The USS Stein (top) and the sonar dome of the USS Willis A. Lee (bottom), the same type present on the Stein. Images by PH2 Hensley (Wikimedia Commons, public domain) and the U.S. Navy (Wikimedia Commons, public domain) respectively.
One of the most intriguing encounters in cryptozoology is the attack by an unidentified animal on the United States Navy frigate USS Stein. It was first reported in the U.S. Naval Institute’s magazine (Johnson, 1978) and later featured in the TV miniseries Arthur C. Clarke’s Mysterious World (Flynn & Weigall, 1980) and its companion book (Welfare & Fairley, 1980). The exact details of the incident are hard to pin down. The location was not stated in Johnson (1978) or Flynn & Weigall (1980). Welfare & Fairley (1980) said it occurred near the Equator in the Pacific Ocean off South America. The date was not stated in any of these sources. Flynn & Weigall (1980) did say that it happened on the Stein‘s “maiden voyage”. This scant information matches the Stein‘s “shakedown cruise”, which traveled from San Diego to South America and back in March-May 1972 (Naval History and Heritage Command, 2015).
A photograph (left) and video screenshot (right) of damaged rubber from the Stein, from Johnson (1978) and Flynn & Weigall (1980) respectively. The numbers indicate two of the matching cuts demonstrating that these are the same section.
All three sources agree on the nature of the event. During its cruise, the Stein‘s sonar equipment suddenly malfunctioned due to increased noise feedback. When the ship returned to dry dock to make repairs, the crew discovered the cause of the malfunction. The insulating rubber coating of the sonar dome, which was attached to the front of the bow below the waterline, had been ripped open. The cuts covered ~8% of its surface (Johnson, 1978). Petty Officer Ira Carpenter claimed that the longest one was “about 4 feet long” (Flynn & Weigall, 1980). However, a photograph and video of a section of damaged rubber show the longest cuts to only be ~2 inches long (Johnson, 1978; Flynn & Weigall, 1980). Either Carpenter greatly exaggerated their size or the much larger ones were not located on this section.
A video screenshot of F.G. Wood holding one the hooks of the Stein squid, from Flynn & Weigall (1980).
The culprit of the attack left behind numerous “teeth”/”claws” embedded in the cuts. Navy marine biologist F.G. Wood identified them as arm hooks from a squid (Johnson, 1978; Flynn & Weigall, 1980). C. Scott Johnson, a Navy biophysicist, alleged it was an “extremely large […] species still unknown to science” (Johnson, 1978). This statement is very doubtful, as video of Wood holding a hook shows it is roughly the length of his thumbnail (Flynn & Weigall, 1980). The average thumbnail length of an adult male is just 1.47 centimeters (Jung et al., 2015). Nonetheless, there is wild speculation about the squid’s size; a recent online article declared it was 150 feet long (Dunhill, 2022)! This article erroneously proposed it was a colossal squid Mesonychoteuthis hamiltoni, which are restricted to the Southern Ocean (Rosa et al., 2017).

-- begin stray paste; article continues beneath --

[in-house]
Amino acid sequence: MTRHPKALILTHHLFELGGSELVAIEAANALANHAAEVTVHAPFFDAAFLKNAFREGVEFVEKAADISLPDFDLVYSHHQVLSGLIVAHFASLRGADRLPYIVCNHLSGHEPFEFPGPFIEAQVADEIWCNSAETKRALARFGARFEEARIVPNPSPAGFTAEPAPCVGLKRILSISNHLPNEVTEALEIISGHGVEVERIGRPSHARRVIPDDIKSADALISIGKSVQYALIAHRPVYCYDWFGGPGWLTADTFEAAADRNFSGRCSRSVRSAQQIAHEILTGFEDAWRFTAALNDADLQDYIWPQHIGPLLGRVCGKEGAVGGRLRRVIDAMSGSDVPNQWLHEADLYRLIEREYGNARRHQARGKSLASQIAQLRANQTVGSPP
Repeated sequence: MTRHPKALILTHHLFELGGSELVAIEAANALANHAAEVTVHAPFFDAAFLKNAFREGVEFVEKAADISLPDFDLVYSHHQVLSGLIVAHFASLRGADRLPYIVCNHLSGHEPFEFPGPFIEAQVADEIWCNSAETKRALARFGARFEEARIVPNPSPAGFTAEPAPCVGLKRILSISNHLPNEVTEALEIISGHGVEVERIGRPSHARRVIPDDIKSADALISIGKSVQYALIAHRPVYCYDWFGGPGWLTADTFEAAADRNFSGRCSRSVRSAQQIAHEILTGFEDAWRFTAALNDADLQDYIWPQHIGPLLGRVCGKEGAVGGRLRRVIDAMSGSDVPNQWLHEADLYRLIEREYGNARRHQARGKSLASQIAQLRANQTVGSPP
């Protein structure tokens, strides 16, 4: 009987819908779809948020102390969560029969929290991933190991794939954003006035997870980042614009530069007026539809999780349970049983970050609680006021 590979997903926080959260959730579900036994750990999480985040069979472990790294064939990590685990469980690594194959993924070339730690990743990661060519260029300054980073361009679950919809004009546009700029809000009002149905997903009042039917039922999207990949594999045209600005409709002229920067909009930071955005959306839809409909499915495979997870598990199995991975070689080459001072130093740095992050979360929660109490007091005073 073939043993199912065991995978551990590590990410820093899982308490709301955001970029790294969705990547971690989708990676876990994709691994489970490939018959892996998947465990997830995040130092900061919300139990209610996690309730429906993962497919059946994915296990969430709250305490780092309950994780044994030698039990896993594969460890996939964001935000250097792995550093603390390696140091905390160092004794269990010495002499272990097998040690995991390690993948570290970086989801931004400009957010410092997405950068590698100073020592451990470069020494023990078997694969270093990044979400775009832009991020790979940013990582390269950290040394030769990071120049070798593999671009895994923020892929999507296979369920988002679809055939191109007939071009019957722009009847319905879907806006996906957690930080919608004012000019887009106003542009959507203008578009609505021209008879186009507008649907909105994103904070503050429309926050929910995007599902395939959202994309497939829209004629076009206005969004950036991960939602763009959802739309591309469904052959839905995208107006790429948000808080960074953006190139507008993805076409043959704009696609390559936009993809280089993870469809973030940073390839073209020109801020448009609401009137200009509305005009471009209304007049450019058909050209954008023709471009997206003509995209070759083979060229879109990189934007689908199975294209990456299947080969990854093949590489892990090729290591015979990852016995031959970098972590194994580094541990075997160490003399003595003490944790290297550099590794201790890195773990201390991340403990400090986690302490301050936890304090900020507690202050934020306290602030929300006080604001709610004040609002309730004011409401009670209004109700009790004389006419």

The estimated size of the tentacular club (left) and whole body (right) of the Stein squid. The club and body are those of Onychoteuthis horstkottei from Bolstad (2010). The human silhouette is by Madhero88 (Wikimedia Commons, CC BY-SA 3.0).
In my opinion, the Stein‘s assailant was likely a hooked squid, a member of the family Onychoteuthidae. Onychoteuthids are characterized by two rows of large hooks on each of their two tentacular clubs. It may have been the clubhook squid Onychoteuthis horstkottei, which inhabits the equatorial East Pacific, or a closely-related species. In an individual with a mantle length of 7.5 cm, the longest hook length was 0.38 cm (Bolstad, 2010). Using these proportions and the estimated length of the hook held by Wood (1.47 cm) results in an estimated mantle length of 29 cm for the Stein squid. This is larger than the largest known O. horstkottei, which had a mantle length of 11 cm, but other species of Onychoteuthis reach this size (Bolstad, 2010). Although a highly tentative estimate, it suggests that the hooks probably belonged to a small squid.
- Bolstad, K.S.R. (2010). Systematics of the Onychoteuthidae Gray, 1847 (Cephalopoda: Oegopsida). Zootaxa, 2696, 1-186. https://doi.org/10.11646/zootaxa.2696.1.1
- Dunhill, J. (2022, September 14). The USS Stein monster: In 1978, a massive creature attacked a Navy frigate, shredding parts of its hull. IFLScience. https://www.iflscience.com/the-uss-stein-monster-in-1978-a-massive-creature-attacked-a-navy-frigate-shredding-parts-of-its-hull-65325
- Flynn, C. (Director), & Weigall, M. (Director). (1980, September 9). Monsters of the deep (Episode 2) [TV miniseries episode]. In J. Fairley (Executive Producer), Arthur C. Clarke’s mysterious world. Yorkshire Television.
- Johnson, C.S. (1978). Sea creatures and the problem of equipment damage. U.S. Naval Institute Proceedings, 104(8), 106-107.
- Jung, J.W., Kim, K.S., Shin, J.H., Kwon, Y.J., Hwang, J.H., & Lee, S.Y. (2015). Fingernail configuration. Archives of Plastic Surgery, 42(6), 753-760. https://doi.org/10.5999/aps.2015.42.6.753
- Naval History and Heritage Command. (2015, September 24). Stein. https://www.history.navy.mil/research/histories/ship-histories/danfs/s/stein.html
- Rosa, R., Lopes, V.M., Guerreiro, M., Bolstad, K., & Xavier, J.C. (2017). Biology and ecology of the world’s largest invertebrate, the colossal squid (Mesonychoteuthis hamiltoni): A short review. Polar Biology, 40(9), 1871-1883. https://doi.org/10.1007/s00300-017-2104-5
- Welfare, S., & Fairley, J. (1980). Arthur C. Clarke’s mysterious world. A & W Publishers.